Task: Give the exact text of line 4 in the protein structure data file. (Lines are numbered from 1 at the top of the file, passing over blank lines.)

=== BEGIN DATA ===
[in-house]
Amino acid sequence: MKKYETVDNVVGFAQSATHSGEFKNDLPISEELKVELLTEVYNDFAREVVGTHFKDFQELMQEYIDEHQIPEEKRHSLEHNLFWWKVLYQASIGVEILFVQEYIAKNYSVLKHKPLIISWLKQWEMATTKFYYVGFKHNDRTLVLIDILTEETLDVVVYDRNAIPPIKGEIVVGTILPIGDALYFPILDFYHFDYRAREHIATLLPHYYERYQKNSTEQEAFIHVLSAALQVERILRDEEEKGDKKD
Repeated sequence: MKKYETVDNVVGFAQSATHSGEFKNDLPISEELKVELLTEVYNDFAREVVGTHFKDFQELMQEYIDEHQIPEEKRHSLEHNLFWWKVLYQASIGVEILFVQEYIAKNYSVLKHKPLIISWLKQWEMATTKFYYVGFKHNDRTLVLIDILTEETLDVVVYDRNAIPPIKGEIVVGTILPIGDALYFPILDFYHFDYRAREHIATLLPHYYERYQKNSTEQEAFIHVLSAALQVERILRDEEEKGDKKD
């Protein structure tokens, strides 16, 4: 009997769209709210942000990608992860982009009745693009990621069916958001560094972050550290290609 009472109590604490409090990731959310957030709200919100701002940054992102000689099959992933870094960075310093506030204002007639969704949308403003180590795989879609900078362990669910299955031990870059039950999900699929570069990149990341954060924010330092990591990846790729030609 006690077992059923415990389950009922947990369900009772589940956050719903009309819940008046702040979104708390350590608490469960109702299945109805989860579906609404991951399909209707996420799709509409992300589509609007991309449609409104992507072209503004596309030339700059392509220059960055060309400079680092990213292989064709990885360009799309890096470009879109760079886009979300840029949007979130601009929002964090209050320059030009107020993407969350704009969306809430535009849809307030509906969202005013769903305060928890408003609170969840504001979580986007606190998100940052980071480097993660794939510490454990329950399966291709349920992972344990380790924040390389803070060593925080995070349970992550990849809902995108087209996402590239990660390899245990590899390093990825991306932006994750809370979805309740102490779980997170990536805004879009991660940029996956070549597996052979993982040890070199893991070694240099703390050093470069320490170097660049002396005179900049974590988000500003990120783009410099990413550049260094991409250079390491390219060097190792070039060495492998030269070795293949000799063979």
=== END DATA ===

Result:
């Protein structure tokens, strides 16, 4: 009997769209709210942000990608992860982009009745693009990621069916958001560094972050550290290609 009472109590604490409090990731959310957030709200919100701002940054992102000689099959992933870094960075310093506030204002007639969704949308403003180590795989879609900078362990669910299955031990870059039950999900699929570069990149990341954060924010330092990591990846790729030609 006690077992059923415990389950009922947990369900009772589940956050719903009309819940008046702040979104708390350590608490469960109702299945109805989860579906609404991951399909209707996420799709509409992300589509609007991309449609409104992507072209503004596309030339700059392509220059960055060309400079680092990213292989064709990885360009799309890096470009879109760079886009979300840029949007979130601009929002964090209050320059030009107020993407969350704009969306809430535009849809307030509906969202005013769903305060928890408003609170969840504001979580986007606190998100940052980071480097993660794939510490454990329950399966291709349920992972344990380790924040390389803070060593925080995070349970992550990849809902995108087209996402590239990660390899245990590899390093990825991306932006994750809370979805309740102490779980997170990536805004879009991660940029996956070549597996052979993982040890070199893991070694240099703390050093470069320490170097660049002396005179900049974590988000500003990120783009410099990413550049260094991409250079390491390219060097190792070039060495492998030269070795293949000799063979």